Only 11 percent of college faculty identify as Black, Latino, or Native American, compared to 40 percent of students. In a new working paper from the Annenberg Institute at Brown University, researchers Daniel Oliver, Robert Fairlie, Randa Roland and Glenn Millhauser explore the impact on the performance of these students when they have a teaching assistant (TA) who is also from an under-represented minority group.
Using results from an introductory chemistry lab, the researchers found that students of color who had TAs of color were significantly less likely to drop the course and were more likely to pass. However, the study did not find a similar impact on the actual grades students received. Further, when looking at longer-term effects such as continuing in the STEM field, the researchers did not find an effect.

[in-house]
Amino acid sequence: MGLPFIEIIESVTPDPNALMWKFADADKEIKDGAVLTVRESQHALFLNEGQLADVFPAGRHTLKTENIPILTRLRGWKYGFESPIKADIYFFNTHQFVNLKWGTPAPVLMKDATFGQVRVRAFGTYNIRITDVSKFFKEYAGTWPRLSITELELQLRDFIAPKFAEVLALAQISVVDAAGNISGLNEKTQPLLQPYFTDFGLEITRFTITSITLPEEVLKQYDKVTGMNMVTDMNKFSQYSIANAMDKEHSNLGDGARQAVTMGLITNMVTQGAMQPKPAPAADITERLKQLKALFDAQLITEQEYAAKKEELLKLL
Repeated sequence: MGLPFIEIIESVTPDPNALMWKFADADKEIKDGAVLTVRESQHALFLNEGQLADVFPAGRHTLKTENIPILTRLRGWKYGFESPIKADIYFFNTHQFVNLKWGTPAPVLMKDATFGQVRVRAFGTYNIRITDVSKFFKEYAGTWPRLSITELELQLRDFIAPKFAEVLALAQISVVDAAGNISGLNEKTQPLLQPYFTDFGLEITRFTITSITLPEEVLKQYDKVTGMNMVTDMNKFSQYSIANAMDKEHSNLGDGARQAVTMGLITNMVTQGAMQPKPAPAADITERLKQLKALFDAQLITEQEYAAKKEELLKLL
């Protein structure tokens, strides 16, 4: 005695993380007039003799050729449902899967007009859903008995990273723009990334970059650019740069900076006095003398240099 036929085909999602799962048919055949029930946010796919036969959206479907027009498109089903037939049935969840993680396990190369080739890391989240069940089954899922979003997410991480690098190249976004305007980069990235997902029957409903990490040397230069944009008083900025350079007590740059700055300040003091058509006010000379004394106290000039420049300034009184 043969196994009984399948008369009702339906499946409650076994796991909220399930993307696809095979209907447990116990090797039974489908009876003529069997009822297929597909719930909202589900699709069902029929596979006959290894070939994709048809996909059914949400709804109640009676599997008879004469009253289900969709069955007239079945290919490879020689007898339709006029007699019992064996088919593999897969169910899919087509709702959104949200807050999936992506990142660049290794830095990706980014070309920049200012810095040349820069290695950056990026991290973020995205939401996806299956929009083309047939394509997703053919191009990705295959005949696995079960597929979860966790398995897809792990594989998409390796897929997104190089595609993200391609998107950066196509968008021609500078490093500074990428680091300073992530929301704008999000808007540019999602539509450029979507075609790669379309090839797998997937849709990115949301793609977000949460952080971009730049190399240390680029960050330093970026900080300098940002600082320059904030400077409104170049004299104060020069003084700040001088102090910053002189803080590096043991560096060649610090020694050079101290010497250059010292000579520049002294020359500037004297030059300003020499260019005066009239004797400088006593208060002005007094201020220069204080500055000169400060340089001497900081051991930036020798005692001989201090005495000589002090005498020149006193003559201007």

The study at a large, public, Hispanic-serving institution over five academic years involved more than 4,000 students randomly assigned to a lab section and TA. In these labs, students frequently interacted with their TA in a small group setting and primarily learned the course content from that TA.
The researchers suggest there are significant implications for their study given that racial inequity in the STEM field is incredibly pronounced. They call for more studies focused on increasing diversity in academia and PhD candidates, especially within the STEM field.
By Catherine Dragone